BOSTON (CBS) — Former Boston Mayor Tom Menino was a noble man whose belief that government should help people earned him the public’s trust, the co-author of his autobiography said Thursday.
Jack Beatty, who helped write “Mayor For A New America,” spoke with WBZ-TV on Thursday after the mayor’s death.
“He was a politician who didn’t pander,” Beatty said. “He was a politician who avoided speeches because he said he wanted to listen to people, he didn’t want to harangue them.”
Menino earned credibility with his constituents with his focus on basic government services, Beatty said.
“He was attentive to the kinds of things that big politicians just don’t notice, from the pothole, to the streetlight that was out, to the rubbish that wasn’t picked up,” Beatty said. “It tells the citizens, ‘you count, your pothole matters, it matters to be a citizen of Boston and to be concerned.’”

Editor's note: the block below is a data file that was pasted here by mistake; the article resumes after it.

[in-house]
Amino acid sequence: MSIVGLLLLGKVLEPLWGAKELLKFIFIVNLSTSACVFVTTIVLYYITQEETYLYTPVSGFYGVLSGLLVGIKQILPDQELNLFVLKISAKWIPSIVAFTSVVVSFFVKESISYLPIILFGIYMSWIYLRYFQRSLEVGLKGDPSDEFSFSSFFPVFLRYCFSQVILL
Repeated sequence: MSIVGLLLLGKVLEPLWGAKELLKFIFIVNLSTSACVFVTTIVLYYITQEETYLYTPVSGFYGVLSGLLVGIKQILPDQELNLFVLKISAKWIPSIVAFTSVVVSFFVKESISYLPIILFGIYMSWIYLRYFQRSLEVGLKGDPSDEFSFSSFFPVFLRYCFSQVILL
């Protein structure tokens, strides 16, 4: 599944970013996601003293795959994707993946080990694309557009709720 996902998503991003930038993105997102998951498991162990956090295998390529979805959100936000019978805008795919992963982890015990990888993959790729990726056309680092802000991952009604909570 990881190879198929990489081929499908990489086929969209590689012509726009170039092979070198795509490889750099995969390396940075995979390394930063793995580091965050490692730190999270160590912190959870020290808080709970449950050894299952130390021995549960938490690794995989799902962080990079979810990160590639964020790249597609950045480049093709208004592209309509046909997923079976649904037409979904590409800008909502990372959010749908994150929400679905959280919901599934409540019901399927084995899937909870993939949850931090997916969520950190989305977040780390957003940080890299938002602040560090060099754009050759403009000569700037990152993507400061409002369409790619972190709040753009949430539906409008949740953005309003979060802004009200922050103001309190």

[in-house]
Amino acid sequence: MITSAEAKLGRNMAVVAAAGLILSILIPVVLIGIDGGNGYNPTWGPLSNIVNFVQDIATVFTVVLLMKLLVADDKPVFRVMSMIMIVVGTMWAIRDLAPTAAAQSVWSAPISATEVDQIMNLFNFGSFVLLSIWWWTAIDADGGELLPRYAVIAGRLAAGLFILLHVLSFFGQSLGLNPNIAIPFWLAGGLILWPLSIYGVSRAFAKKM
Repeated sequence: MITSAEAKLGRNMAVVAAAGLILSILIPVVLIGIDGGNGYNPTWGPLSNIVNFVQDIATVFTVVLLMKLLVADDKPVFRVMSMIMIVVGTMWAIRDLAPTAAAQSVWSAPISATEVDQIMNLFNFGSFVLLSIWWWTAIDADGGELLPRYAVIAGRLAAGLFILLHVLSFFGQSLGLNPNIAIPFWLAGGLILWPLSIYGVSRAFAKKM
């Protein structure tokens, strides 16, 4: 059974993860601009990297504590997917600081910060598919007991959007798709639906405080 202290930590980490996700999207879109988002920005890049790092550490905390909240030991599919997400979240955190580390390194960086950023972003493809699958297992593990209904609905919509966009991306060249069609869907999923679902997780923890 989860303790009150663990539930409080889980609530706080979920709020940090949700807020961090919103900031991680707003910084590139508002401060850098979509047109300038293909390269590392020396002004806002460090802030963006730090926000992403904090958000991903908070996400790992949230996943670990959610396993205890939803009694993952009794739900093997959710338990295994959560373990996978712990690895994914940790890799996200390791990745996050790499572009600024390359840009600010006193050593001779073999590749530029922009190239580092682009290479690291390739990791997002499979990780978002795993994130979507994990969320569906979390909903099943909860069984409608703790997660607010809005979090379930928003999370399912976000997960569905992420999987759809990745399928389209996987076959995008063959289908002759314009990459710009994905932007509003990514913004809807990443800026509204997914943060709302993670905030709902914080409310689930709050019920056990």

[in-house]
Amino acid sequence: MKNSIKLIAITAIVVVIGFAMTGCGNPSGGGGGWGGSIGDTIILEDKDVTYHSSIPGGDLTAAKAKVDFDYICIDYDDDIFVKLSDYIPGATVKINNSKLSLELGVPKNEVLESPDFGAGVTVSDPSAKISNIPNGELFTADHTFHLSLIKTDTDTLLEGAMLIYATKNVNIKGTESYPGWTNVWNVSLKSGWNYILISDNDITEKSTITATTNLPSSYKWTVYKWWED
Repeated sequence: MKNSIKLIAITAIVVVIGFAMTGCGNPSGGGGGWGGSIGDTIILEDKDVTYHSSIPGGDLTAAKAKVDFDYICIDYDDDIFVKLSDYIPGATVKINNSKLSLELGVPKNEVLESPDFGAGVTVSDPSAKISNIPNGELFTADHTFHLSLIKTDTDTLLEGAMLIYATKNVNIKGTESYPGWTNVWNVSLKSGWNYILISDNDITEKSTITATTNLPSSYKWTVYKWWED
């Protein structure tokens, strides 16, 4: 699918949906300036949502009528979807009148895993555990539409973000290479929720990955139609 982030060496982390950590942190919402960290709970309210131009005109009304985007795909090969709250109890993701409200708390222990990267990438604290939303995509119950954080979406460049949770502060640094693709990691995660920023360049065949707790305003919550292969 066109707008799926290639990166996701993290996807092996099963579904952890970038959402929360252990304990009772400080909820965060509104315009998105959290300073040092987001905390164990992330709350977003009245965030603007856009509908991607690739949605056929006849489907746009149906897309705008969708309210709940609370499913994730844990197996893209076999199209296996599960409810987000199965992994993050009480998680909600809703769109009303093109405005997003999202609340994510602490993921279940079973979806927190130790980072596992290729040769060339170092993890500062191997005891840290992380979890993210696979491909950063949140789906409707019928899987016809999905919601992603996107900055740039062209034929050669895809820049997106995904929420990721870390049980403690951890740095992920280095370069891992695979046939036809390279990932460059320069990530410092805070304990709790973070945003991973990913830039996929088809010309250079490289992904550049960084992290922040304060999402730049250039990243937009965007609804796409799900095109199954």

The mayor was often underestimated, and Beatty said some of that could be attributed to his notorious manner of speaking or “studied ineloquence.”
“You have to wonder after a while if this was half-deliberate in an effort to humanize himself and make him much more like ordinary people,” Beatty said.
When Menino first took office in 1994, he gave all the credit for his success to his parents.
“He owed everything to them, to their example above all,” Beatty said. “From his father he learned doggedness and showing up and devotion. Helping other people was what he learned from [his mother].”
And helping others was Menino’s governing philosophy, Beatty said.
“He got that right from home,” Beatty said. “’I believe that the whole job of government was to help people,’ he was unashamed about saying that.”
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